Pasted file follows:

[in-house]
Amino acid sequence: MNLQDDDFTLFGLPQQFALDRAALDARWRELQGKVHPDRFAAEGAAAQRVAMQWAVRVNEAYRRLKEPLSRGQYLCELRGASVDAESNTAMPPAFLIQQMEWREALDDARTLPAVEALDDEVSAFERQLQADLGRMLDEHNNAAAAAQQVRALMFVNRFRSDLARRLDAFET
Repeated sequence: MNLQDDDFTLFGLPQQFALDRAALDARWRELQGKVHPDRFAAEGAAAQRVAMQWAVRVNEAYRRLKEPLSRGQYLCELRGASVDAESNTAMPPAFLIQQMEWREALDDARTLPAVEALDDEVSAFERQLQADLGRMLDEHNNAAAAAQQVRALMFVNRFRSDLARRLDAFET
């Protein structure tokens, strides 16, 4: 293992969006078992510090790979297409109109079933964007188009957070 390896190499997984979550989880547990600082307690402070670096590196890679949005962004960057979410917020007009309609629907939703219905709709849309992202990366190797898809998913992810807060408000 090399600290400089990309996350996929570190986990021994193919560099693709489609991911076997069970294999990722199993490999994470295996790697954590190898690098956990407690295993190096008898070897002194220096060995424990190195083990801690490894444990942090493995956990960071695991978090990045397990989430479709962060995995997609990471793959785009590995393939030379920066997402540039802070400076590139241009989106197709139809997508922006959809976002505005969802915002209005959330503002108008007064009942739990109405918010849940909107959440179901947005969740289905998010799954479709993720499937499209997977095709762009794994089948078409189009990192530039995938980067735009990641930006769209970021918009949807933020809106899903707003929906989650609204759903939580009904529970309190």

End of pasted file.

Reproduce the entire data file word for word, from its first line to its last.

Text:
[in-house]
Amino acid sequence: MNLQDDDFTLFGLPQQFALDRAALDARWRELQGKVHPDRFAAEGAAAQRVAMQWAVRVNEAYRRLKEPLSRGQYLCELRGASVDAESNTAMPPAFLIQQMEWREALDDARTLPAVEALDDEVSAFERQLQADLGRMLDEHNNAAAAAQQVRALMFVNRFRSDLARRLDAFET
Repeated sequence: MNLQDDDFTLFGLPQQFALDRAALDARWRELQGKVHPDRFAAEGAAAQRVAMQWAVRVNEAYRRLKEPLSRGQYLCELRGASVDAESNTAMPPAFLIQQMEWREALDDARTLPAVEALDDEVSAFERQLQADLGRMLDEHNNAAAAAQQVRALMFVNRFRSDLARRLDAFET
């Protein structure tokens, strides 16, 4: 293992969006078992510090790979297409109109079933964007188009957070 390896190499997984979550989880547990600082307690402070670096590196890679949005962004960057979410917020007009309609629907939703219905709709849309992202990366190797898809998913992810807060408000 090399600290400089990309996350996929570190986990021994193919560099693709489609991911076997069970294999990722199993490999994470295996790697954590190898690098956990407690295993190096008898070897002194220096060995424990190195083990801690490894444990942090493995956990960071695991978090990045397990989430479709962060995995997609990471793959785009590995393939030379920066997402540039802070400076590139241009989106197709139809997508922006959809976002505005969802915002209005959330503002108008007064009942739990109405918010849940909107959440179901947005969740289905998010799954479709993720499937499209997977095709762009794994089948078409189009990192530039995938980067735009990641930006769209970021918009949807933020809106899903707003929906989650609204759903939580009904529970309190």